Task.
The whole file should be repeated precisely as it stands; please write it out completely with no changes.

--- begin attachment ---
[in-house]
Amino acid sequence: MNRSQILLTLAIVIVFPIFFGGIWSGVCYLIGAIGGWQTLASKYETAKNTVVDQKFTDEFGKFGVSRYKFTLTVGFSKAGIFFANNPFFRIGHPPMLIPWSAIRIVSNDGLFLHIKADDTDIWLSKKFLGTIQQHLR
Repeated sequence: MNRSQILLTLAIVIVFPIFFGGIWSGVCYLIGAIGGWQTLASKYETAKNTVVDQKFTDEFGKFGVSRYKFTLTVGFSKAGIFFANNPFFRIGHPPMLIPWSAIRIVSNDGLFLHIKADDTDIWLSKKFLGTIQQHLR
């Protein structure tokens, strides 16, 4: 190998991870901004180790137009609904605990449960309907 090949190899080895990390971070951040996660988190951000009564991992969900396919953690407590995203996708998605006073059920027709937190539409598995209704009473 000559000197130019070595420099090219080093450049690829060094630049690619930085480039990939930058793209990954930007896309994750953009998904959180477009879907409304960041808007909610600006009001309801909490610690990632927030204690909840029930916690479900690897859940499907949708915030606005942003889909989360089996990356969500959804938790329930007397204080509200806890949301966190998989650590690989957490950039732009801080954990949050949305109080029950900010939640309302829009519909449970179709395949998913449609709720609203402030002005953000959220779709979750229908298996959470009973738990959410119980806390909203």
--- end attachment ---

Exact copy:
[in-house]
Amino acid sequence: MNRSQILLTLAIVIVFPIFFGGIWSGVCYLIGAIGGWQTLASKYETAKNTVVDQKFTDEFGKFGVSRYKFTLTVGFSKAGIFFANNPFFRIGHPPMLIPWSAIRIVSNDGLFLHIKADDTDIWLSKKFLGTIQQHLR
Repeated sequence: MNRSQILLTLAIVIVFPIFFGGIWSGVCYLIGAIGGWQTLASKYETAKNTVVDQKFTDEFGKFGVSRYKFTLTVGFSKAGIFFANNPFFRIGHPPMLIPWSAIRIVSNDGLFLHIKADDTDIWLSKKFLGTIQQHLR
């Protein structure tokens, strides 16, 4: 190998991870901004180790137009609904605990449960309907 090949190899080895990390971070951040996660988190951000009564991992969900396919953690407590995203996708998605006073059920027709937190539409598995209704009473 000559000197130019070595420099090219080093450049690829060094630049690619930085480039990939930058793209990954930007896309994750953009998904959180477009879907409304960041808007909610600006009001309801909490610690990632927030204690909840029930916690479900690897859940499907949708915030606005942003889909989360089996990356969500959804938790329930007397204080509200806890949301966190998989650590690989957490950039732009801080954990949050949305109080029950900010939640309302829009519909449970179709395949998913449609709720609203402030002005953000959220779709979750229908298996959470009973738990959410119980806390909203």